Magazine article New Internationalist

A History of Sudan (Sudan's Relationship with Uganda)

Magazine article New Internationalist

A History of Sudan (Sudan's Relationship with Uganda)

Article excerpt

A History of Sudan

The conflict in Sudan is often portrayed as being between the prosperous Arab North and the impoverished and neglected Christian South. But this is too simplistic. Sudan is a country of great variety; many different ethnic groups exist side by side and alliances are formed for many different reasons.

But there is a difference between North and South which was exacerbated under British colonial rule. If the civil war is ever to end it will need a concerted effort on the part of the international community and the surrounding countries.

1821 Turco - Egyptian army conquers central and northern Sudan.

1885 the seige of Khartoum ends with the death of General Gordon, leading the Egyptian forces against the Mahdi, a religious leader. Mahdist state established.

1892 the Belgians capture Western Equatoria - including parts of northern Uganda.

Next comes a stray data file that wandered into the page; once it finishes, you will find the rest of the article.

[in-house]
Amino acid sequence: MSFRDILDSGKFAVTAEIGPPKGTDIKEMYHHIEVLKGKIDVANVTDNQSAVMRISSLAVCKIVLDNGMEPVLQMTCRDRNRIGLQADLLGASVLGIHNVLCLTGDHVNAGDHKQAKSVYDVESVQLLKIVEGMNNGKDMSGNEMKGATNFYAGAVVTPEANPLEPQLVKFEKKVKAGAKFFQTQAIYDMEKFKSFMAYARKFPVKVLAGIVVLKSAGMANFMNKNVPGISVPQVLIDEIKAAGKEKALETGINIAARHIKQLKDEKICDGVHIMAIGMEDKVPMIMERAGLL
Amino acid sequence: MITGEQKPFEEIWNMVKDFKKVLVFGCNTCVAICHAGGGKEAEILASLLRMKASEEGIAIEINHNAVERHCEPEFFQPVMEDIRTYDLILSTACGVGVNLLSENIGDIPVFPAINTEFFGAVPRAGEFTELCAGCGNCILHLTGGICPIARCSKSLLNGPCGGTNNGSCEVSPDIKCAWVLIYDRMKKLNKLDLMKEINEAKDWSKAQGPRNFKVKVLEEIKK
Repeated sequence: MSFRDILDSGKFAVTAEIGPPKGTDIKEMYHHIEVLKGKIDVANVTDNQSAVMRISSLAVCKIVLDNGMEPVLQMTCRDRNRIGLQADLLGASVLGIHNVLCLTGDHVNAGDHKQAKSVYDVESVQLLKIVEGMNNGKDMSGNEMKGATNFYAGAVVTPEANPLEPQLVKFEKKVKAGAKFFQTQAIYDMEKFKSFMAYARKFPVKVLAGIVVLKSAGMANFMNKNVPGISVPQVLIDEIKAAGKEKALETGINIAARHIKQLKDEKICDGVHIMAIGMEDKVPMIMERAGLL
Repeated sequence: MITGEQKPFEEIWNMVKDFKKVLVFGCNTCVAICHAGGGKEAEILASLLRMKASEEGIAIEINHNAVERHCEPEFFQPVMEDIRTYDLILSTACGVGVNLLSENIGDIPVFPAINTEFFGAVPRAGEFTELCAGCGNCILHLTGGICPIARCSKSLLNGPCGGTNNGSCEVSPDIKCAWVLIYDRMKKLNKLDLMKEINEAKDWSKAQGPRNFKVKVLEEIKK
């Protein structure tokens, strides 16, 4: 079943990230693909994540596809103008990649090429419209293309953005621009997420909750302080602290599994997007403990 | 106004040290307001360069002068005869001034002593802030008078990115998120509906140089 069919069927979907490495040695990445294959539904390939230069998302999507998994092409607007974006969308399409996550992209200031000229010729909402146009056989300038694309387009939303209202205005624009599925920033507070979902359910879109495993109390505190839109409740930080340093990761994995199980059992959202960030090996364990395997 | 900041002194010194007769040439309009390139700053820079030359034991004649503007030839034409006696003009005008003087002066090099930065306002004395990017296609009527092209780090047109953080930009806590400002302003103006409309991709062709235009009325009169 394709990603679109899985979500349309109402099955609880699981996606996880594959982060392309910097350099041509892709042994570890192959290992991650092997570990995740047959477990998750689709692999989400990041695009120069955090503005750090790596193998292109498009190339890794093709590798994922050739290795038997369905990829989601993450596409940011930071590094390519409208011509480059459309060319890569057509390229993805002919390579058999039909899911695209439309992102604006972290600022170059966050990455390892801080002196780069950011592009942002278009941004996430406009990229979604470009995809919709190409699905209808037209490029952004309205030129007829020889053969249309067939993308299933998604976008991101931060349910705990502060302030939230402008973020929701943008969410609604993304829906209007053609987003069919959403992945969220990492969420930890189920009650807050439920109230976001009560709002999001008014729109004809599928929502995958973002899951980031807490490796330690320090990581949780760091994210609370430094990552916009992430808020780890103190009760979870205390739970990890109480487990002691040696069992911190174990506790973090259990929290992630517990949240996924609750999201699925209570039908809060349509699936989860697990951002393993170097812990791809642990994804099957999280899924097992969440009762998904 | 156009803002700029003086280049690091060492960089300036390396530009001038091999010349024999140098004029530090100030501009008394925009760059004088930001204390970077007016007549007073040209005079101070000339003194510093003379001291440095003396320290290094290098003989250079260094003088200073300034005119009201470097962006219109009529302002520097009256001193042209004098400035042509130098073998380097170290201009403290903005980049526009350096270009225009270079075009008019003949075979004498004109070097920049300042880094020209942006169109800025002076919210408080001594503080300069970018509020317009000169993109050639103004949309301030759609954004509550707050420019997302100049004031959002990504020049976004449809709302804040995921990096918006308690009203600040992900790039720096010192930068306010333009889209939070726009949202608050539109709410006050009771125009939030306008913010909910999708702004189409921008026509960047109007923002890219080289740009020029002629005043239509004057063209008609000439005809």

1898 Anglo - Egyptian forces under General Kitchener defeat the Mahdist forces at Omdurman and establish an Anglo - Egyptian 'condominium' to run the country. The British recognize North and South as separate entities but fail to develop local Southern economic and administrative structures.

Between 1930 and 1940 nationalist politics develop rapidly in the North. Southern Sudan is less keen on independence, as people are unprepared and unconsulted. In 1955 the first civil war begins.

In 1956 Sudan becomes independent. General Abboud takes over in 1958 and begins a programme of Islamization. In 1963 the Anyanya movement for Southern secession is formed.

1965 There is a civilian government. 1969 Colonel Jafar Mohammed Nimeiri takes power in a military coup, promising socialism, but he soon finds himself changing his aims to accomodate the powerful Islamic lobby.

The Addis Ababa agreement in 1972 ends the war in Sudan, promising development and autonomy in the South. …

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